I collapsed into my bed and plugged my phone in. There were no blankets to snuggle into – it was too hot. So I laid there, my face against the cool pillow, and stared at the wall.
Things were not going well.
I had worked from the time I had gotten out of bed until just before I had turned in for the night. It wasn’t an abnormally busy day – it was the same as the others. There is so much to do in the leading of a church. I can’t say that the pace was draining me that day, or that anything out of the ordinary had happened. But things were not going well. I felt it, not in the thrum of the organization, but in my own spirit.
The church was doing fine. I was not.
I wanted to lead with excellence, to see this church grow and thrive. But I was losing myself in the middle of it. When was the last time I had worked out? When was the last time I had cooked myself a meal instead of grabbing whatever was in the refrigerator? When was the last time I had put thought into my appearance, dressing in a way I was proud of?
I suppose I could have been proud of myself that ministry was going well. Leaders were being empowered, some needed improvements were coming along, and the leadership team was in health. Our team had spent months jumping through administrative hoops and sharpening our systems, and things were beginning to click along. But I was not proud of myself. I was sacrificing myself for the church.
Jesus did not ask me to do that.
As I lay in bed that night, I knew this couldn’t continue. My weight was increasing, my home was in disarray, and I had stopped paying attention to some personal administrative details. I remember praying and feeling almost sad that any part of me would still think my Father wanted a level of performance out of me that would require the sacrifice of my body, my home.
The change, I knew, would not be as simple as delegating a task to a team member or developing a plan on paper. The change would happen in the minutiae of my day. Coming back to health would require not an organizational scheme, but a very simple habit of self-care. What I needed was a resurrection of the ordinary – a return to the discipline of the boring, day-in and day-out tasks that were vital to my longevity in the ministry.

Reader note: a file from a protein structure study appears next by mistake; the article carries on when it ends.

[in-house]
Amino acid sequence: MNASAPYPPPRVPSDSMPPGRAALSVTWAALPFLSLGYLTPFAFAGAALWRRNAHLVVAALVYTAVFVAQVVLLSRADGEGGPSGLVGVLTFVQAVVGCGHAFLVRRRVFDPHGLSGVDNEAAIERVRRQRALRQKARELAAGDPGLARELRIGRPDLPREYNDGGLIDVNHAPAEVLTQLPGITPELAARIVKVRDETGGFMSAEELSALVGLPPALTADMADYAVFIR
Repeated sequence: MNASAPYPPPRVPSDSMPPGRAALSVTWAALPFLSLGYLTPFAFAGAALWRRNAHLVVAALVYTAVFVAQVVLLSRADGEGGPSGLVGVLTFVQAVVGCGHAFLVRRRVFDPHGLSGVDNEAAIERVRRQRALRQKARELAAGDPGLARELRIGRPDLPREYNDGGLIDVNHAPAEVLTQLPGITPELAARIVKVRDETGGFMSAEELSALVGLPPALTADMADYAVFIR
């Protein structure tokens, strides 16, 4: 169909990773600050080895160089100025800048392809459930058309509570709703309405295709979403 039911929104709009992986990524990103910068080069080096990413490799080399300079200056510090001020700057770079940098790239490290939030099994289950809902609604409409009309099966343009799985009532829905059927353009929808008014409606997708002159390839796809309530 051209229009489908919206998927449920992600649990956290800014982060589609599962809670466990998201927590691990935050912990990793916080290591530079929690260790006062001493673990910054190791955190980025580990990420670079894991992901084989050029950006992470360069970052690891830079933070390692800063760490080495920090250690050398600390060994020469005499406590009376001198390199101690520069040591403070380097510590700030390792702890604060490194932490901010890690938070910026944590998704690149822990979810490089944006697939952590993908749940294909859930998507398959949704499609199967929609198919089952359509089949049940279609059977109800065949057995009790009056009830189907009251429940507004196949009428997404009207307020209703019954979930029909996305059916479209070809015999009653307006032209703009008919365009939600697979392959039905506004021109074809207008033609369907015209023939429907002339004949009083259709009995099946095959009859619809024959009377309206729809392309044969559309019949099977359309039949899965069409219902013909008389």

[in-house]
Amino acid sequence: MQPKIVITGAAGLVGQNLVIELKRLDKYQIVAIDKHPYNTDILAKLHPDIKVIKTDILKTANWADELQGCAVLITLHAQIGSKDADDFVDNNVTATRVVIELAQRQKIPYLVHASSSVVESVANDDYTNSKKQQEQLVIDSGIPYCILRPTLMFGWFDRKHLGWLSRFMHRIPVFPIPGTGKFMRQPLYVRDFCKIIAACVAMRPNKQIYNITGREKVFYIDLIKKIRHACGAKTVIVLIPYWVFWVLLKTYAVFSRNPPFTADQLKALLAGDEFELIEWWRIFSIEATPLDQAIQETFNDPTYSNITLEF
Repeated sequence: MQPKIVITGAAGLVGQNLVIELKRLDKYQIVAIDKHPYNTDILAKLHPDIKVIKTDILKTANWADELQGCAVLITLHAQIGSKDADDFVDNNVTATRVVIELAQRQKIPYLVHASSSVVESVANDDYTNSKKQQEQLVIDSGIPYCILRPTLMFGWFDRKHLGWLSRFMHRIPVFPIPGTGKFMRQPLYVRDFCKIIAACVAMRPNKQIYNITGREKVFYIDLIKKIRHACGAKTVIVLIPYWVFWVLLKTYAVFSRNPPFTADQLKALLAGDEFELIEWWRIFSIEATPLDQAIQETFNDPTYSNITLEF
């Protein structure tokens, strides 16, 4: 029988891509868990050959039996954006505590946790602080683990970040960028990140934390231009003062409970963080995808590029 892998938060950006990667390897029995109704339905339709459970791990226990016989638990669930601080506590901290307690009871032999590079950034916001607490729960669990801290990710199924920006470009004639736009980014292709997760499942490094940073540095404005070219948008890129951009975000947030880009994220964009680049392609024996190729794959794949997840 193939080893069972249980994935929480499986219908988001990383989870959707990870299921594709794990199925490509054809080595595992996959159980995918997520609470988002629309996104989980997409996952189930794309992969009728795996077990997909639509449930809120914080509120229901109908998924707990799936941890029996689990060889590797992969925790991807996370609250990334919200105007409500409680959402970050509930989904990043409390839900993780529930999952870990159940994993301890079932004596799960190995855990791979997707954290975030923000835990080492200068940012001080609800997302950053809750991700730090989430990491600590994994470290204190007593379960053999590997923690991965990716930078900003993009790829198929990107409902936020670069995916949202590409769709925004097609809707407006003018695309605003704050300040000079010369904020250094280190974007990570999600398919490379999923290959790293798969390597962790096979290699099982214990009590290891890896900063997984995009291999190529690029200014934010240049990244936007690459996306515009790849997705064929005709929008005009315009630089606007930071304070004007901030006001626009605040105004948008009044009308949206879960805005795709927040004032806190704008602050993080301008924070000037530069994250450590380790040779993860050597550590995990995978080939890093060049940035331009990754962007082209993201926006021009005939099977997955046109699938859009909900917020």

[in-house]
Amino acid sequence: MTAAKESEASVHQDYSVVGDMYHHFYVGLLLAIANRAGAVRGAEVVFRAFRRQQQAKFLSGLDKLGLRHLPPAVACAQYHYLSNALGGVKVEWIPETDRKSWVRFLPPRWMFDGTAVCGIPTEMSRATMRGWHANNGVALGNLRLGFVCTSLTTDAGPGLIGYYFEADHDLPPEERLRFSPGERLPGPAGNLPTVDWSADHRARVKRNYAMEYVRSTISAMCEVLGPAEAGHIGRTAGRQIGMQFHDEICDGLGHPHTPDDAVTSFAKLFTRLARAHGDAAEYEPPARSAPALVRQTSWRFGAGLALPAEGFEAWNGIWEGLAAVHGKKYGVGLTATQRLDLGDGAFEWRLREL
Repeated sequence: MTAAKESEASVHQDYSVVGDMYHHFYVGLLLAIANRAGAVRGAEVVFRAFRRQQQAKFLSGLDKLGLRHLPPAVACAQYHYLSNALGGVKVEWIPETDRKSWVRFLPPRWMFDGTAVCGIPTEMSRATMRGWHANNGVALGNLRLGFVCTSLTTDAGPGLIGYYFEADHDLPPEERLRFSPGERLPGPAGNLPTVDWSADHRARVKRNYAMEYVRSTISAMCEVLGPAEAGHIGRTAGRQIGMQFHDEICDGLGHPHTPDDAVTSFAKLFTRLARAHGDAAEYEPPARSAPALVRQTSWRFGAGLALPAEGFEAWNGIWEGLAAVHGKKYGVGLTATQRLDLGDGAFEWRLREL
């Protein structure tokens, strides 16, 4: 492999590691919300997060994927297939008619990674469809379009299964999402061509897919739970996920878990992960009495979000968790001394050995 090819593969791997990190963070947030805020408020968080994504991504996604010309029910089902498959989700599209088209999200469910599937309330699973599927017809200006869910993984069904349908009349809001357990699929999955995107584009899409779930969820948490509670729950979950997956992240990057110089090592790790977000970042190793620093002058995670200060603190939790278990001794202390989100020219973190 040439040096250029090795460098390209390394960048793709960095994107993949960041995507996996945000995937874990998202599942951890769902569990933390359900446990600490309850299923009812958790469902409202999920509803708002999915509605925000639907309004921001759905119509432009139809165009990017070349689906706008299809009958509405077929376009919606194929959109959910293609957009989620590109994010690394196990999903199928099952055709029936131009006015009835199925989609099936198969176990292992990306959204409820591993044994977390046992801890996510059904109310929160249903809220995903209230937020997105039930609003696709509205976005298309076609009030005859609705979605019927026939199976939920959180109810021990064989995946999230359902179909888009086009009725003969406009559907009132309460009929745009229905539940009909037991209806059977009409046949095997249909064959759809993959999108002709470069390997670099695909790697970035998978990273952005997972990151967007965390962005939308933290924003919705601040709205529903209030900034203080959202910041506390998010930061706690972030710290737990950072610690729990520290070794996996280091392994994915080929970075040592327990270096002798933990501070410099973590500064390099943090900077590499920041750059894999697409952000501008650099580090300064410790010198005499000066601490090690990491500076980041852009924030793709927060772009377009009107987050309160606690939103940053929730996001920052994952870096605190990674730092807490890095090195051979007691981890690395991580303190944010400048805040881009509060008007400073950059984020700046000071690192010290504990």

I am happy to say that night was a turning point for me. There are intentional things I have put into my day to force this self-care that might seem frivolous to someone else – taking my dog on a longer walk than normal, fixing my hair before I leave the house, cooking myself a fresh dinner – these things are more to me than the task themselves. They are a reminder that, more than Jesus wants my service, He loves me and wants me healthy. He wants me to build time into my day for reflection so that I have space to hear Him.
What is it in your life you have begun neglecting for the sake of the ministry? Is it your physical health? Your time in the Word? Perhaps it’s quality time with friends or your children – and your lack of self-care in that area is slowly hurting your relationships. Whatever it is, as in everything, there is no condemnation. Just a gentle beckoning back to health, back to life.
What areas in your life have been sacrificed for your ministry? What is one habit or change you can make to improve your daily routine? What are some areas of self-care you are doing well in?